IN CENTRAL SARAJEVO, there used to be a pair of footprints carved on the corner of a pavement where two roads met. I do not know whether these impressions, which I saw in the 1980s, still exist. They marked the spot where a young sharpshooter, Gavrilo Princip, took aim and assassinated Archduke Franz Ferdinand of Austria-Hungary in 1914. Had his aim not been so accurate, the last Emperor of Austria might not have been buried in a church high above the city of Funchal in Madeira.
Had Princip’s aim not been so good, his victim, Franz Ferdinand, would have been successor to the imperial throne. With the Archduke eliminated, his nephew, Karl (1887-1922), succeeded Emperor Franz Joseph when he died in 1916.
Following the end of WW1 in 1918, Austria’s last Emperor, Karl, fled to Switzerland. After a couple of attempts to regain his throne, the British exiled him and his wife to Madeira in 1921.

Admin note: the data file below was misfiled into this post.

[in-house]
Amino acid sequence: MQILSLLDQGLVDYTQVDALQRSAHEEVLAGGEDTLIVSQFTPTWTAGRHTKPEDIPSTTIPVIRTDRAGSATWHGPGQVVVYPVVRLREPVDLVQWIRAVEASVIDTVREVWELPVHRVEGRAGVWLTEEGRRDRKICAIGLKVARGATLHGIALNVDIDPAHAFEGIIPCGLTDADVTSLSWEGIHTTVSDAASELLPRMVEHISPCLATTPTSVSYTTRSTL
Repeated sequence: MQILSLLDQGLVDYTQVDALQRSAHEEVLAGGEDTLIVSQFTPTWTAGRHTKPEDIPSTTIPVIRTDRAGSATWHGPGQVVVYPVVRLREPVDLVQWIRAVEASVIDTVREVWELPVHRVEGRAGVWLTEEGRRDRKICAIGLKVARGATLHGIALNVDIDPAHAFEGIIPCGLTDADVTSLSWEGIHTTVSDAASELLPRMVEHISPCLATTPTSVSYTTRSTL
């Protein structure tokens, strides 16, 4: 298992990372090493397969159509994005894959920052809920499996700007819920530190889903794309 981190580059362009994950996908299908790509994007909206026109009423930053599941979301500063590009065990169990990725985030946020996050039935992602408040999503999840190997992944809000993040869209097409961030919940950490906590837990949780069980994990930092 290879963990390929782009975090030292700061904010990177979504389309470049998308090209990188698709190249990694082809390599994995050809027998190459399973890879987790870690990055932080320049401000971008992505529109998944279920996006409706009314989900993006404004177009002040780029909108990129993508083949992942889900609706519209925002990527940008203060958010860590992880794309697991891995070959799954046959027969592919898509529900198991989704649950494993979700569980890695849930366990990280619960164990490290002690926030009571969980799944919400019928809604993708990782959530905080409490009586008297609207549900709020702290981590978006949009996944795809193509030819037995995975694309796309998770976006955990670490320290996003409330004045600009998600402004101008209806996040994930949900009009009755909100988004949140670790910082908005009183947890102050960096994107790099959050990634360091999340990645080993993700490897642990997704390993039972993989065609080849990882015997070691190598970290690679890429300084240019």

In 1922, Karl died of pneumonia. He was interred in a chapel on the north side of the nave in the Igreja Nossa Senhora in the Monte district high above Funchal.
Plenty of tourist gawp at Karl’s simple tomb in the lovely church, which overlooks the city and the Atlantic Ocean far below. I wonder whether Madeira would have been the final home of the Archduke had he not been so unlucky in Sarajevo.
Curiously, Karl was beatified in 2004. Equally strange was the British choice of a Portuguese island for Karl’s exile. After all, Napoleon Bonaparte was eventually exiled to a British possession: St Helena.